It’s 7:30am, Saturday morning. An old, beat-up Subaru covered in stickers pulls up to the gate at the Interfaith food pantry. Out steps a bushy-bearded man, covered in tattoos. This is Jody, the pastor at Church in the Garden. He unlocks the gate while greeting those whom have wandered their way over, slowly filing in as the gate is opened for them.
A small crew of men and women begin to show up. Kenny and Johnny immediately get to work, pulling tables and chairs out from the church trailer, along with other supplies. Kimberly and Sandy begin to prepare communion, gather prayer request cards & pens to place on each table, and stack plates, cups, and utensils for breakfast fellowship. Mel lugs the large cooler of fresh-brewed coffee over to one of the tables, a necessity for the weary wanderers and these Saturday morning servants alike.
As the morning moves on, many others find their way through the gate. A few other vehicles pull in and people come forth, bearing casserole dishes filled with hot food, fresh fruit, and juice. And as the sunlight begins to peer through the branches of the old oak tree, the grounds across from the food pantry come to life with activity. Children begin to play, kicking around a soccer ball. Musicians take the stage and play a melody that invites the crowd into song. A meal is served and shared among everyone. For a moment, we catch a glimpse of what heaven might be like: the rich and poor, gathered together in rest, in worship, and in fellowship with each other.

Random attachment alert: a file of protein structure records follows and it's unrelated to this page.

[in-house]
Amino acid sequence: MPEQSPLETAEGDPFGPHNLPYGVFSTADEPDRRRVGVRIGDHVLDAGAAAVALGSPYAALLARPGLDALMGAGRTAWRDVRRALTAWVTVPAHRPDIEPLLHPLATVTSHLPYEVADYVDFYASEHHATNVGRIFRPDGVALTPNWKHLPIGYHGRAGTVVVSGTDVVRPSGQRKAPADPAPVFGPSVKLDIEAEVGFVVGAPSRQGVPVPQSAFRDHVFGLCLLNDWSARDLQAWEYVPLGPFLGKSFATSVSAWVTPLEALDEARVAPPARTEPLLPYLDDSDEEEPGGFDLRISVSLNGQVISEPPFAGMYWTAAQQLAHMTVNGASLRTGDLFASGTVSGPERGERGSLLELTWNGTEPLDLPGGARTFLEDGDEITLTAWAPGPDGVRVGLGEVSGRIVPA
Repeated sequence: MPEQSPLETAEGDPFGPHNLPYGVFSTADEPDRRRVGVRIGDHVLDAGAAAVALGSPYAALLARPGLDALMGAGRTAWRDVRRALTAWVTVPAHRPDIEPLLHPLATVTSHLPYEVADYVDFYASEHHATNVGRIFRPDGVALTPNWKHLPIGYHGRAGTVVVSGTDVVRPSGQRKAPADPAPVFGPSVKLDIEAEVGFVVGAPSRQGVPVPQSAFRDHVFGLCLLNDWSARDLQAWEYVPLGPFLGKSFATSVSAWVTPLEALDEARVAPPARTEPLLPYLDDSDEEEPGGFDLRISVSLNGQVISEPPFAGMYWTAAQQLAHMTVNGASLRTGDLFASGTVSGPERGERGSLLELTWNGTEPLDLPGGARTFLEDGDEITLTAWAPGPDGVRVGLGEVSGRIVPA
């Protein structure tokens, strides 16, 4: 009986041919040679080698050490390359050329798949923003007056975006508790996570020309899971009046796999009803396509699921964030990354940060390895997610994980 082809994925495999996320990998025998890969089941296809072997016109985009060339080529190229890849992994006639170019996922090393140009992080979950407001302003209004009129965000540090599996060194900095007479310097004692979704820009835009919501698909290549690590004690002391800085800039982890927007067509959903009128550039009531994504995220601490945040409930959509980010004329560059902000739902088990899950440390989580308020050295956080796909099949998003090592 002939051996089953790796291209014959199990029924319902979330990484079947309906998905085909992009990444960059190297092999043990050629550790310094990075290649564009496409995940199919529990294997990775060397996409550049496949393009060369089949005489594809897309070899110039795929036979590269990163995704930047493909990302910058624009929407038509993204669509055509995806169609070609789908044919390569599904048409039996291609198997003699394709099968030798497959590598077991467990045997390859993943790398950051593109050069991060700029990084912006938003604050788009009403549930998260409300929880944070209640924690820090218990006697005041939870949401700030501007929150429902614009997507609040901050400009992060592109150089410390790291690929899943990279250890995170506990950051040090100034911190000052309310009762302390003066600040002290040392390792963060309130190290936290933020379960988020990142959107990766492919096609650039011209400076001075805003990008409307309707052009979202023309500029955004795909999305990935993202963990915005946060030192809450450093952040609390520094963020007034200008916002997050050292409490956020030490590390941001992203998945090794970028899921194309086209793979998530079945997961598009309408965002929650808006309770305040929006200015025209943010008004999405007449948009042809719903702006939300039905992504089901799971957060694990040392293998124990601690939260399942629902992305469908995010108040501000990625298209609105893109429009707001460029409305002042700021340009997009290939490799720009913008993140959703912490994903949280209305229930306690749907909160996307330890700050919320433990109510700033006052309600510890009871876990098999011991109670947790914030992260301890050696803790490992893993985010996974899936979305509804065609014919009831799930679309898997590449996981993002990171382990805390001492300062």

It may not seem like much, but to the many who come to Church in the Garden, it is a place where hope grows. For those who faithfully come each early Saturday morning to serve and for those who come to rest. For those who come to worship and receive teaching from God’s word and for those who come for a hot meal and a little people watching. Church in the Garden is a place where one can drop the pretense, drop the shame, and experience something that this world many times runs short on: hope. It is a place where the love of God is encountered and expressed. A shared experience of giving, receiving, serving one another.
It is a place where dignity is restored, and not only for the wanderer, but for the many who come, crawling out of their warm beds that morning; a reminder that dignity is not found in our skills, our professions, not in what we own, but in relationship with the Lord. Although easy for us all to settle in a sense of pride and accomplishment based on the work of our hands alone, we are invited to see that God’s intention was not for our labor and property to be used as measures of our worth. In the garden, for a moment, it is this that we are invited to wonder about, among those who have nothing of their own. There is a sense of humility and honor that we all can experience at the foot of the old oak, at the foot of the cross of Christ.